HowTo – Understanding Amazon Browse Nodes

Filed under: Web Design

amazon_logoIf you run an Amazon Store from a script then you should make use of Browse Nodes to retrieve your content from their directory.

Browse Nodes are how Amazon sorts their products. They are assigned IDs to categories within their database.

The worst thing about working with Amazon’s Database is that they don’t seem to have a grip on sorting items within their database by type. Its like going into your local department store and finding they put the baby food in with the garden tools. Not all of the Baby food, something you could count on day after day, just the stewed carrots… or sometimes the mashed pears.

Often what you want returned even if you go by their standard is accompanied with products that are way outside of the topic you are searching. This could be because they want to cross market products but it could also be because the initial input of products in different categories is managed poorly.

Anyway what you are left with is grabbing their feed with their api and sifting through the categories the best you can.

If you were to look up BrowseNodeId=1 which is Arts And Photography Books you would find it is  a parent category for about 18 other categories such as BrowseNodeId=1876 which is Art Books on Painting.  Under Painting Art Books you would find another group of nodes including BrowseNodeId=171126 which is Art Books on Oil Painting.

As you can see the organization of the numbers has no meaning.

And because Amazon has something like 120,000 nodes just for the USA and many others used only on its international sites Japan Canada Germany, the likely hood of them getting around to sorting them anytime soon is pretty low.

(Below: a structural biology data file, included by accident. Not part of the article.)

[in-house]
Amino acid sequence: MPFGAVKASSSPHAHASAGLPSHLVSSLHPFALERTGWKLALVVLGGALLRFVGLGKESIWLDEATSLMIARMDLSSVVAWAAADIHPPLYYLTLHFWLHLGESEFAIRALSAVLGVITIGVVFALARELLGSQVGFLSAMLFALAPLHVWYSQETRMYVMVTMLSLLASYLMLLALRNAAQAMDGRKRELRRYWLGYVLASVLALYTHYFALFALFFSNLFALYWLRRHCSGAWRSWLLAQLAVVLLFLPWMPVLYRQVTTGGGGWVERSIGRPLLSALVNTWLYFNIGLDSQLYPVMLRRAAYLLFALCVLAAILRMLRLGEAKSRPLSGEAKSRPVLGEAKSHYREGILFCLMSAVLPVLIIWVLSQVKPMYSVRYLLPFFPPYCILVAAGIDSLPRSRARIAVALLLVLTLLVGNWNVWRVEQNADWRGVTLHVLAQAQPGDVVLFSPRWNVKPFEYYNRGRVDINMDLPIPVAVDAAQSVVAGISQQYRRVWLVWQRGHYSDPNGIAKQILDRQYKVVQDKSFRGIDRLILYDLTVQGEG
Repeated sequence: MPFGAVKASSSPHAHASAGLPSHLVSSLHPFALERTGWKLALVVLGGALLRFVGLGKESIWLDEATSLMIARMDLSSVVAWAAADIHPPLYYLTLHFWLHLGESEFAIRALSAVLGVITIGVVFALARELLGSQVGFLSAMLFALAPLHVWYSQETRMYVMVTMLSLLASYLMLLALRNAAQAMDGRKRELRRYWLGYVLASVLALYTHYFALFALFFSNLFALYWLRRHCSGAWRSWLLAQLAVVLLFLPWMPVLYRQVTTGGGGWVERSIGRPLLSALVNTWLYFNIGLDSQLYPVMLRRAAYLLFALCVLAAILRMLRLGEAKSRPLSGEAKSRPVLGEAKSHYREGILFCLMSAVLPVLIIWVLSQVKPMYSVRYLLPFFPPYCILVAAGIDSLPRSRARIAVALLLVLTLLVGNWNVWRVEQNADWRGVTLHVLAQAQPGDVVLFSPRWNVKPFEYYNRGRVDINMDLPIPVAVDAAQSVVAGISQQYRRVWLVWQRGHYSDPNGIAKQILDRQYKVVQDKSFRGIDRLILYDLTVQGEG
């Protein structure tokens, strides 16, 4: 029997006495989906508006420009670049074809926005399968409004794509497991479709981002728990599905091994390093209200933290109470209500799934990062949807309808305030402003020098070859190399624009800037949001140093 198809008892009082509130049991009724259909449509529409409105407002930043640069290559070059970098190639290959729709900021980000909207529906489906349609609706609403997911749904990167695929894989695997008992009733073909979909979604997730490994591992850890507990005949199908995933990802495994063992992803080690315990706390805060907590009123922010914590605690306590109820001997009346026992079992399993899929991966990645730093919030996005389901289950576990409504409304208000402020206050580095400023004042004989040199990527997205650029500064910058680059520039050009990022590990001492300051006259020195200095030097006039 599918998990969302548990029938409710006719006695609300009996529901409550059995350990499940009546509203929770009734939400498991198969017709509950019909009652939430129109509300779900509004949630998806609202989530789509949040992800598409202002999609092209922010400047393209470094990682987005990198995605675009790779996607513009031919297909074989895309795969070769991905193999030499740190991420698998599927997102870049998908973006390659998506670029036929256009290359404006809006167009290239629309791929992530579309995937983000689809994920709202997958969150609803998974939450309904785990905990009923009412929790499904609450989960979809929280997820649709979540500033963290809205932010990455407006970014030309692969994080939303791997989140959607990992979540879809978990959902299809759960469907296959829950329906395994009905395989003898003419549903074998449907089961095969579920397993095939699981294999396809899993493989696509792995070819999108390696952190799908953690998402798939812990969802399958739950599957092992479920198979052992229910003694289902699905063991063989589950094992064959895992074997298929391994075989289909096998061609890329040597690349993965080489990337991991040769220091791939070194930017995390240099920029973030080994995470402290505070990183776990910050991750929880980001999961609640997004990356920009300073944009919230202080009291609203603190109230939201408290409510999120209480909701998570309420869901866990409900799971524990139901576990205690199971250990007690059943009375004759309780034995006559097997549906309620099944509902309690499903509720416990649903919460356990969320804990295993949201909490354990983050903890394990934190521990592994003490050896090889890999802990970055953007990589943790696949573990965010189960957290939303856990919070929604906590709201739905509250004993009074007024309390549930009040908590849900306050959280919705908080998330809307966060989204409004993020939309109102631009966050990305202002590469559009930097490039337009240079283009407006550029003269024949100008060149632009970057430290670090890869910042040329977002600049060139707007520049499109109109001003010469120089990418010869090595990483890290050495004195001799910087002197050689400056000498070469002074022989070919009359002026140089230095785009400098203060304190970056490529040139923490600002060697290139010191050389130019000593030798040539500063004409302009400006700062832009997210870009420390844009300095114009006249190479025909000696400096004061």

There useto be a pretty decent listing of the most popular Browse Nodes and a few sites that allowed searching of terms to find correct Node Numbers but as they have changed their API and moved to XML feeds the reliability of hard-coding the children of any parent is not very good.

So, what can you do?

First you can simply go to amazon and review their directory structure.

If you have a browse node ID, you can find the name of the browse node by putting the ID into one of the following URLs, depending on the locale:

  •[Browse Node ID]
  •[Browse Node ID]
  •[Browse Node ID]
  •[Browse Node ID]
  •[Browse Node ID]
  •[Browse Node ID]

Your store should have access to most if not all (98%) of the same data that Amazon uses for their own site.

You can also make use of older Browse Node Listings. . They don’t change a lot but you should check them. Use these nodes to grab the parent node and then within your script read in the children.

You can also make use of Amazons Developer Help Site.

And their user Form

It is really more or less a self help site where other users help when they know something but most of the time you can get a good answer.

Remember that browse nodes are not constant and they can change from time to time without notice. For the most part you will see additions but there are always deletions too.

Write your code to make use of the Amazon API to retrieve the children and parent nodes.

Let your code read in the feed and your visitors to drill down and navigate dynamically.

Review Amazons own store if you need special nodes when building a specialty site.

Use Amazons sample code to understand the API.